Catalogue

COVID-19: Updates on library services and operations.

From friend to comrade : the founding of the Chinese Communist Party, 1920-1927 /
Hans J. van de Ven.
imprint
Berkeley : University of California Press, c1991.
description
xi, 373 p. : ill. ; 24 cm.
ISBN
0520072715 (alk. paper)
format(s)
Book
Holdings
More Details
imprint
Berkeley : University of California Press, c1991.
isbn
0520072715 (alk. paper)
general note
"Sponsored by the Center for Chinese Studies, University of California, Berkeley."
Originally presented as the author's thesis (Ph.D.--Harvard University).
catalogue key
2681759
 
Includes bibliographical references (p. 319-349) and index.
A Look Inside
Full Text Reviews
Appeared in Choice on 1992-12:
Using new sources on regional party organization available after 1984, this detailed, meticulously researched history (with a 30-page bibliography) of the Chinese Communist Party (CCP) fills gaps and corrects misimpressions about the origins of the CCP. Like Arif Dirlik's The Origins of Chinese Communism (CH, Sep'89), Van de Ven's book downplays the influence of the Bolshevik Revolution. Rather than concentrating on the emergence of Marxist-Leninist ideology from contending non-Marxist and especially anarchist variants of socialism, however, Van de Ven emphasizes the organizational development of the CCP. He is novel in arguing that the creation of a Leninist-style party proceeded more slowly than previous scholarship recognized. Rather than a centralized, dedicated, disciplined, and hierarchical organization, the CCP of the 1920-22 founding period remained marked by its origin in the loose study societies of the late Qing era. Not until 1927 was a Bolshevik-style party achieved. Despite the book's narrow historical focus, one broader implication is that the concept of a static Leninist party model is illusory. In its earliest years and continuing today, the ideas and institutions of the CCP evolved in response to intense political conflicts. Advanced undergraduate; graduate; faculty. A. B. Cochran; Agnes Scott College
Reviews
This item was reviewed in:
Choice, December 1992
To find out how to look for other reviews, please see our guides to finding book reviews in the Sciences or Social Sciences and Humanities.
Summaries
Long Description
Scholars have long held that the Chinese Communist Party (CCP) was a centralized organization from its founding in 1921. In a departure from that view,From Friend to Comradedemonstrates how the CCP began as a group of study societies, only evolving into a mass Marxist-Leninist party by 1927. Hans J. van de Ven's study is based on party documents of the 1920s that have only recently become available, as well as the writings of a wide range of Chinese communists. He analyzes the party's difficulty in building a cohesive organization firmly rooted in Chinese society. While past scholarship has emphasized the influence of Soviet communism on the CCP, van de Ven stresses the thinking and actions of Chinese communists themselves, placing their struggle in the context of China's political history and highly complex society.
Main Description
Scholars have long held that the Chinese Communist Party (CCP) was a centralized organization from its founding in 1921. In a departure from that view, From Friend to Comrade demonstrates how the CCP began as a group of study societies, only evolving into a mass Marxist-Leninist party by 1927. Hans J. van de Ven's study is based on party documents of the 1920s that have only recently become available, as well as the writings of a wide range of Chinese communists. He analyzes the party's difficulty in building a cohesive organization firmly rooted in Chinese society. While past scholarship has emphasized the influence of Soviet communism on the CCP, van de Ven stresses the thinking and actions of Chinese communists themselves, placing their struggle in the context of China's political history and highly complex society.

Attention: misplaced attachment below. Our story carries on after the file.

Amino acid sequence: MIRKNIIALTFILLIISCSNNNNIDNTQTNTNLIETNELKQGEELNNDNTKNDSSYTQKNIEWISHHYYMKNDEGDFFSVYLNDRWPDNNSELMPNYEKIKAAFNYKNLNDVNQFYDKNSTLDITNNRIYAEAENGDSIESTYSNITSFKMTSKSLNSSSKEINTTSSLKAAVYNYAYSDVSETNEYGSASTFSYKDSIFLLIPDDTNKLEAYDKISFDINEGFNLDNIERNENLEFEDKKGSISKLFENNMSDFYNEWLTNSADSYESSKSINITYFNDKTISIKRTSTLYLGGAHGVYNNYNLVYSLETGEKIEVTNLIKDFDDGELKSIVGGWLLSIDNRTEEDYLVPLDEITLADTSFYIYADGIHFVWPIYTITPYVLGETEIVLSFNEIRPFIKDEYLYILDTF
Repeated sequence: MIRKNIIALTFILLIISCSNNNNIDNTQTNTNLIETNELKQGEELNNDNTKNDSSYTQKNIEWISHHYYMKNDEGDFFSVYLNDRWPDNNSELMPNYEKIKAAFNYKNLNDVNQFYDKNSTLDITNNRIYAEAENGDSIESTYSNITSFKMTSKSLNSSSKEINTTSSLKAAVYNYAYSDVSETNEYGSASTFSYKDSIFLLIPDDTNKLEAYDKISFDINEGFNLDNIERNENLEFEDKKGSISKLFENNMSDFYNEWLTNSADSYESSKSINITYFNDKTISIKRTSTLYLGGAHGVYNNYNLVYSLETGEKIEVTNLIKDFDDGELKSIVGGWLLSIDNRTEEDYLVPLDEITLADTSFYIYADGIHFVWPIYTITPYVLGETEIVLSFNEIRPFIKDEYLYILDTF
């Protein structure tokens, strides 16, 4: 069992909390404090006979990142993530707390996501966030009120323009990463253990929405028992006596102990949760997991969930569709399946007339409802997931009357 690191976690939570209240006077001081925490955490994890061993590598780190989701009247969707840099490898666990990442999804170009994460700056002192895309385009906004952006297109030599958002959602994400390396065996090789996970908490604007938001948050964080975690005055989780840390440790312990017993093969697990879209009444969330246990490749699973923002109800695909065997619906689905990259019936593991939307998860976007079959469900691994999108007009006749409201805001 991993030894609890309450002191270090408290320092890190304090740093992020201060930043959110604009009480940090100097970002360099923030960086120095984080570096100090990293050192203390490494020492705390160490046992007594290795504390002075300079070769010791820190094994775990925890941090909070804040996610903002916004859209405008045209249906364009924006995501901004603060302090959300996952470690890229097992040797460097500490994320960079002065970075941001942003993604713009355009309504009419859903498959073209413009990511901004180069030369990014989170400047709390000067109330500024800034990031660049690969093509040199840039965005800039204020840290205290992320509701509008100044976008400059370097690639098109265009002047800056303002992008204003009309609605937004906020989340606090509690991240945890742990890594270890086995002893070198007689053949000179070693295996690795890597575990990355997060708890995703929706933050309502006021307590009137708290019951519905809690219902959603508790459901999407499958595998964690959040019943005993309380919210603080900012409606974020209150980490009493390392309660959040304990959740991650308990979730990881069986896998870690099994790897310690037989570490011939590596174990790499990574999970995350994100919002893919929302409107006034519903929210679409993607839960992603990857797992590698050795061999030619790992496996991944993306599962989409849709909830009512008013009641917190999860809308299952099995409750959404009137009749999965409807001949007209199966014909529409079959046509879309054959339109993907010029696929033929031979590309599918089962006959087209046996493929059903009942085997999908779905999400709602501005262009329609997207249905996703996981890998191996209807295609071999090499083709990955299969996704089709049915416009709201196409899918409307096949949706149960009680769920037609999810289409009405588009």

Unpaid Annotation
Scholars have long held that the Chinese Communist Party (CCP) was a centralized organization from its founding in 1921. In a departure from that view, "From Friend to Comrade demonstrates how the CCP began as a group of study societies, only evolving into a mass Marxist-Leninist party by 1927.Hans J. van de Ven's study is based on party documents of the 1920s that have only recently become available, as well as the writings of a wide range of Chinese communists. He analyzes the party's difficulty in building a cohesive organization firmly rooted in Chinese society. While past scholarship has emphasized the influence of Soviet communism on the CCP, van de Ven stresses the thinking and actions of Chinese communists themselves, placing their struggle in the context of China's political history and highly complex society.
Table of Contents
List of Illustrations
Acknowledgments
Romanization
Introductionp. 1
Chinese Communists and China's Political Crisisp. 9
The Founding of Communist Cells and the First Congressp. 55
Hesitant Beginnings, 1921-1925p. 99
The CCP as Mass Party: Tapping the Power of the Massesp. 147
The Party Arisesp. 199
Conclusionp. 240
Abbreviationsp. 247
Notesp. 251
Selected Bibliographyp. 319
Indexp. 351
Table of Contents provided by Blackwell. All Rights Reserved.

This information is provided by a service that aggregates data from review sources and other sources that are often consulted by libraries, and readers. The University does not edit this information and merely includes it as a convenience for users. It does not warrant that reviews are accurate. As with any review users should approach reviews critically and where deemed necessary should consult multiple review sources. Any concerns or questions about particular reviews should be directed to the reviewer and/or publisher.

  link to old catalogue

Report a problem